When my friend was five years old, her grandfather presented her a small siddur that had a picture of Jerusalem etched into its wooden cover. 'Always be proud that you are a Jew,' he told her, 'and remember that G-d gave the Jewish people a holy land.' My friend loved that siddur. It reminded of her grandfather and how she would sit curled up on his lap listening to him quietly sing in a language that she didn't understand. Every night, while lying in bed before going to sleep, my friend would look at the siddur and try to decipher the strange Hebrew letters inside. When she'd finally fall asleep, she'd dream of the city that was etched into the siddur's cover. In her dream, she'd find herself walking on a long path that led to what she described as a 'golden city,' but although she kept on running toward that beautiful, mystical city, it remained in the distance. In her dream, a voice would call out to her, saying, 'If you keep on yearning and never give up, someday you'll reach that city.'
"As the year passed, my friend forgot about her dream. Eventually she left home to attend college where she met the nice Jewish boy who would become her husband. The night before her wedding, she once again dreamed of that city. But this time the city was on fire. It was horrible – terrifying flames, ghastly screams. She woke up shaking and although it was the middle of the night, she immediately phoned her fiancé. 'I don't know why, but we can't get married today,' she told him. 'It has something to do with our being Jewish.' The next morning the young couple informed their parents that they were postponing their wedding. The parents were furious, after all, who pushes off a wedding because of silly dream?
"So instead of getting married, she and her fiancé drove to the nearest Orthodox synagogue to find out why they couldn't. That was the first time they heard of Tisha B'Av.
"Several years later, the couple, now married with three children, were living in very small town in one of the southern states. They were what we'd call 'Hippies,' living off the land, into their art, and not at all connected to their Jewish roots. Then the Yom Kippur War broke out. The situation was grim. The Jews living in Israel were in danger of annihilation. My friend's husband heard the news and announced, 'They're trying to murder MY people. We're moving to Israel.'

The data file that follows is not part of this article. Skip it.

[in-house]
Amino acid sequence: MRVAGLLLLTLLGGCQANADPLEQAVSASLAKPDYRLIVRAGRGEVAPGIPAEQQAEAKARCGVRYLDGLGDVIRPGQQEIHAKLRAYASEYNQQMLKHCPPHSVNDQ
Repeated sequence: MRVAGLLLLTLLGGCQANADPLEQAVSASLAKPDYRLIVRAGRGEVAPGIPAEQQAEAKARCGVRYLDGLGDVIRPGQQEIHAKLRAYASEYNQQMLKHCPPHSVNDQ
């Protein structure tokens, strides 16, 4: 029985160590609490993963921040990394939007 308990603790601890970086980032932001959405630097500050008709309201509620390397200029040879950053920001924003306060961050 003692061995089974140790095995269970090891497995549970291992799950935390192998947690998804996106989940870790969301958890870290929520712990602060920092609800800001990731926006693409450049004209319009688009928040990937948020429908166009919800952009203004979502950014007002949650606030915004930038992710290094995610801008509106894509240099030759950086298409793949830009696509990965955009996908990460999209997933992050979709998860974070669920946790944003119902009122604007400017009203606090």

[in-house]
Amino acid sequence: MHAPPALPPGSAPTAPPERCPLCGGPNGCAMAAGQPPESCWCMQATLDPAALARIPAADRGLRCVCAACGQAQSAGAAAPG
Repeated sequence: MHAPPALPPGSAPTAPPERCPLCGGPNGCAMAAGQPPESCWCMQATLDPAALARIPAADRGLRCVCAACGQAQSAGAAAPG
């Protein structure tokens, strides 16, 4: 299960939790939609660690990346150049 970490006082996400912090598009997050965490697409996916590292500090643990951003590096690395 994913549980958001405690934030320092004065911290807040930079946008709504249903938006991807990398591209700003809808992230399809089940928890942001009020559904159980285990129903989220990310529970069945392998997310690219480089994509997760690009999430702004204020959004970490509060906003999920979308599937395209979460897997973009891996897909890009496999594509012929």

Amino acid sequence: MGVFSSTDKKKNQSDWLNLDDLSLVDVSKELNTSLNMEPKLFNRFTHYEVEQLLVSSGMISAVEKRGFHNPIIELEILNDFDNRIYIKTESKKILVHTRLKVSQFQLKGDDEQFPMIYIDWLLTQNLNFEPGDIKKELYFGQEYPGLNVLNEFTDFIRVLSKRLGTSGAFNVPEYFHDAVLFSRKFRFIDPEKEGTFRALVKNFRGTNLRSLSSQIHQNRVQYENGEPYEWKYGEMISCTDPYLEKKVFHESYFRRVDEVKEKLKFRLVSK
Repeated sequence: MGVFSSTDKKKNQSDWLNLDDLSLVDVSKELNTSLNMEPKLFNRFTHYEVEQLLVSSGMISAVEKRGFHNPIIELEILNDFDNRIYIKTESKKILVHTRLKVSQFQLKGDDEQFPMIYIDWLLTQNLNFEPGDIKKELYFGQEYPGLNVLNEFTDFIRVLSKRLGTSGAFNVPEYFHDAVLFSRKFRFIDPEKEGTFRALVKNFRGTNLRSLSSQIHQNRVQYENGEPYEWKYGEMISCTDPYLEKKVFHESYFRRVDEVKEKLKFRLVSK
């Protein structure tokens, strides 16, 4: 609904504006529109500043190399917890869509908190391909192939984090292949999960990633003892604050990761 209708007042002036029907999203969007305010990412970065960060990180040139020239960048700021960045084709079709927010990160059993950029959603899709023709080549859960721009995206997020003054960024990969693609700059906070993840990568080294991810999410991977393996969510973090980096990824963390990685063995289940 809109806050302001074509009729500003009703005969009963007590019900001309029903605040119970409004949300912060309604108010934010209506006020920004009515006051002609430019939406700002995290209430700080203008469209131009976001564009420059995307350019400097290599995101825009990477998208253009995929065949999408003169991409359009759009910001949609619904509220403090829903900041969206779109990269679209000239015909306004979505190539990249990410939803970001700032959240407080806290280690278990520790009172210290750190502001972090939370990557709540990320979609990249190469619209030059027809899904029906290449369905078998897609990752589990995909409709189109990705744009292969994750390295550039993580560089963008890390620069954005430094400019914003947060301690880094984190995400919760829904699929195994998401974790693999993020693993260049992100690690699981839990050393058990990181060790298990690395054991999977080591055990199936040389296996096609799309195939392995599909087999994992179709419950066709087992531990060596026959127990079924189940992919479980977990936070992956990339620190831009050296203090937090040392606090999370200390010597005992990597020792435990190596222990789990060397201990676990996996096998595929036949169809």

"The following morning the family piled into their old VW van and drove several hundred miles to the nearest city with a Jewish Agency. They found the shaliach and told him about their momentous decision to move to Israel. But the shaliach took one look at them, with their long hair, love beads and raggedy clothes, and shook his head. Israel was not interested in hippies!
"The shaliach, a die-hard Socialist, tried his best to dissuade them. He told them about the hardships of moving to a new country and of learning a strange language. 'Israel needs people who are willing to work, and to work hard,' he explained. But my friend and her husband were insistent. They argued that they would do whatever is necessary to live in a Jewish land, to be among Jews; but the shaliach would not budge.
"Finally, my friend looked the shaliach straight in the eyes and told him about her dream; she described the golden city, how she yearned for it and intuitively understood that that was where she belonged. 'Now I realize that that the city of my dreams is Yerushalayim. I want to go to Eretz Yisrael, my homeland,' she told him, 'and I have no doubt that someday I will get there.'
"The shaliach was visibly moved. Opening his arms wide, as if to embrace them, he looked at the young Jewish family, struggling to define themselves, and said, 'My children, come home. We're waiting for you.'"
By now, we were beginning our final descent into Amsterdam. I could see the runway in the distance. Keeping my head down to hide my tears, I whispered, “That's all I can tell you. We're waiting for you.”
We parted ways at passport control. I wish I could tell you the end of the story. Who knows, perhaps I'll find out the next time I fly, or maybe I'll bump into them in Yerushalayim. But one thing I know for sure, whenever they decide to return, we'll be there waiting for them with open arms. My children, come home.